2 Fluids and nutrition
According to the UK Food Standards Agency (FSA), a normal balanced diet should include about one-third fruit and vegetables, and one-third bread, rice, potatoes, pasta and other starchy foods (carbohydrates). The remaining third of the diet should be made up of about equal quantities of meat, fish, eggs and beans (sources of protein) and of milk and dairy foods, with ideally only a small amount of foods and drinks that are high in fat and/or sugar. This is illustrated in the FSA’s ῾eatwell plate᾿ (Brown, 2010).
People who are ill particularly need fluids and nutrition to help them get better, and as a healthcare assistant maintaining appropriate levels of these in accordance with patients’ care plans will form a major part of your day-to-day work. Caring for patients who find eating and drinking difficult can however pose a big challenge for healthcare staff, and recent reports have shown evidence of severe problems in this area.
Nutrition is more than calories; our diets must be balanced and contain a range of vital nutrients which are important to remember. Some medical conditions will require a diet which is high or low in some of them. These nutrients include:
- carbohydrates for energy
- protein for body repair
- fibre to help our digestion and remove waste products
- minerals for our bones, teeth, blood and nerves;
- vitamins to regulate many of the body’s systems and functions (OpenLearn, 2011).
It might seem that patients in hospital would need less food than normal, because they’re less active, and this is true for some but not all. Many people are underweight when they come for treatment or admitted to hospital and need building up, whereas other people with excess weight may be encouraged to lose some pounds, for example, if they have heart disease or arthritis. Patients may need a full diet or a light diet, high calorie or low fat, or low carbohydrate if they are diabetic, and all food requirements will form part of their care plan once an assessment has been made about their nutrition and hydration. The healthcare assistant might be required to help patients choose their meals from a menu, and in other cases make appropriate choices on their behalf. It would also be an important part of your role to observe any ‘nil by mouth’ instruction, for example, for patients going to the operating theatre.
It is essential that patients maintain a good level of fluid intake (hydration). Water is the most important aspect of our diet because we can’t manage without daily supplies, and fluid losses must be replaced quickly to avoid long-term damage, for example, to the brain and vital organs. The body only has a small reserve of water, and a lack of liquid intake (dehydration) results in weakness, headaches, tiredness and loss of concentration, followed by collapse and eventually death. Water losses through urine, from the skin, from breath and in faeces average about two litres per day, and they must be replaced (OpenLearn, 2016).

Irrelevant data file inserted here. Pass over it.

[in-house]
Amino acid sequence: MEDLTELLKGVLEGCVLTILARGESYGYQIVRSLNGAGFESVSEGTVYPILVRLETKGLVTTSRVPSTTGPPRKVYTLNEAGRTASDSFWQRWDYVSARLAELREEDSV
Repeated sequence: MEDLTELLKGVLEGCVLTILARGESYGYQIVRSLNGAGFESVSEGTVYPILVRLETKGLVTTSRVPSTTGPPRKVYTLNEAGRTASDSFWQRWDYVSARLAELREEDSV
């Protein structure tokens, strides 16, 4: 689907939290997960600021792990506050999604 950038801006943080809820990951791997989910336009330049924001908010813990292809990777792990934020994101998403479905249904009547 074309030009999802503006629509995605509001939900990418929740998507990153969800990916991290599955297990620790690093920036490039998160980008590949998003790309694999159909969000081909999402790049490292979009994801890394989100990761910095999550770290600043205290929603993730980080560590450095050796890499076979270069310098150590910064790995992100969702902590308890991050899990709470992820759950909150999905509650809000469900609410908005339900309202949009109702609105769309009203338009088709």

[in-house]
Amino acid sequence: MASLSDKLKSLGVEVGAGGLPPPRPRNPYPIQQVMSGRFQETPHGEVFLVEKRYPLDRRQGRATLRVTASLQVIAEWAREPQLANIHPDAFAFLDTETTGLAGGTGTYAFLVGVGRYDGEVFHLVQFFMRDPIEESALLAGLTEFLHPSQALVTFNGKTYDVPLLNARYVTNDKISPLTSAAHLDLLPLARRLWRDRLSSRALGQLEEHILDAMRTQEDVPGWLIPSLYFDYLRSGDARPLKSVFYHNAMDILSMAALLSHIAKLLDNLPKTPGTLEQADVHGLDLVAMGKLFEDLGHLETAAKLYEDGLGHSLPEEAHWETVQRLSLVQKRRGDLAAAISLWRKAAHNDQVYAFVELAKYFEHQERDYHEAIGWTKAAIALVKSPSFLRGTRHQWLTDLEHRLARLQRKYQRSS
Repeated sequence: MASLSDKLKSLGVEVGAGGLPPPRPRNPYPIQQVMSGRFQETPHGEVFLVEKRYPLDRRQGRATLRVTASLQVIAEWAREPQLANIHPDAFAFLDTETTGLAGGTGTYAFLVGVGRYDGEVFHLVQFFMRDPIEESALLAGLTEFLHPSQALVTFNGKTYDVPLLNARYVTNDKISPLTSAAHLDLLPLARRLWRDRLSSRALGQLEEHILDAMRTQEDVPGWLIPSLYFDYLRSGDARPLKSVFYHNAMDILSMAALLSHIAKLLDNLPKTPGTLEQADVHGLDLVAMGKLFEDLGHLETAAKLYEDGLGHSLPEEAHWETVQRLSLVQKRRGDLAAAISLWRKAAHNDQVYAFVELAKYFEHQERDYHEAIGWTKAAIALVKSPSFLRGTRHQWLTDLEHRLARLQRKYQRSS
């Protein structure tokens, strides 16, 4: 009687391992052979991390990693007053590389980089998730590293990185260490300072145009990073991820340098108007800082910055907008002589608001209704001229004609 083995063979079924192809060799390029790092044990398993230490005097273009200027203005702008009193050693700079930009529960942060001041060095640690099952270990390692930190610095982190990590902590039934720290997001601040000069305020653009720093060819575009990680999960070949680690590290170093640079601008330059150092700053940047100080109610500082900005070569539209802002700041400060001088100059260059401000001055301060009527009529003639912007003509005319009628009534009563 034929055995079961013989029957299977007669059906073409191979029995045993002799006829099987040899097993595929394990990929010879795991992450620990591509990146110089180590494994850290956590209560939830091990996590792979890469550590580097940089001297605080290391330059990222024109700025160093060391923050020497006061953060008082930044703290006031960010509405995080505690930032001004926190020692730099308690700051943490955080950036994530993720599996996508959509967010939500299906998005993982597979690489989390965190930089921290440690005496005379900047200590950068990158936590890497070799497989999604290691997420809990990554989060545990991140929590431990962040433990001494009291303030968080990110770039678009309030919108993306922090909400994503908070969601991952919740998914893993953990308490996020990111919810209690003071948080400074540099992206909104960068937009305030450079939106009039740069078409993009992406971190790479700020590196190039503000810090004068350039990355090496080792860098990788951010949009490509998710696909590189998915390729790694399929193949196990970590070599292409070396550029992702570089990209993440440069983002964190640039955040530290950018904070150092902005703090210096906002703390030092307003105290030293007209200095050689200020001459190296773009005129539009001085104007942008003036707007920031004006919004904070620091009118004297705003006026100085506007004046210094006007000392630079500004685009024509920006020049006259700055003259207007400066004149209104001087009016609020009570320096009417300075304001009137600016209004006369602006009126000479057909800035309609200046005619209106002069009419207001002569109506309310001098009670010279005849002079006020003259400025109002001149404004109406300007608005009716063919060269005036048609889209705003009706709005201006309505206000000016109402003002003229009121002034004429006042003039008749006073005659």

You may be aware of instances where patients did not receive enough hydration or nutrition which can result in devastating results:
- 'Dehydration contributes to the death of more than 800 hospital patients every year. Another 300 die malnourished̓' ( )
- Lydia Spilner (100 years old) passed away from renal failure caused by dehydration (The Guardian, 2013).
(Adapted from Skills for Care (2015b) Workbook 8, Fluids and Nutrition)
Listen to the next audio podcast about a lady living with a visual impairment. She talks about the support she needed with eating and drinking.
Having listened to the audio podcast, write down some notes about how you would encourage a patient with a visual impairment to eat and drink.
[This audio is provided for use within the course only.]
You might have said that you need to know your patient as an individual so that you’d be aware if any psychological issues are preventing them from eating (e.g. loss of dignity and independence at needing to be fed by someone else, or feeling depressed and getting no enjoyment from food), or whether the issues are practical and they physically can’t see the food (the lady speaking describes the importance of a healthcare assistant explaining what types of food are on the plate, and their positioning using a clock-face approach.) Or if she cannot see where the cutlery is you would need to hand it to her. Also she might lack the strength to lift the spoon to her mouth or simply have no appetite.
It is very important as a healthcare assistant to understand what a vital role fluids and nutrition play in patient care and recovery: wherever you work, and so you are likely to be involved in assisting patients with food and hydration each and every day.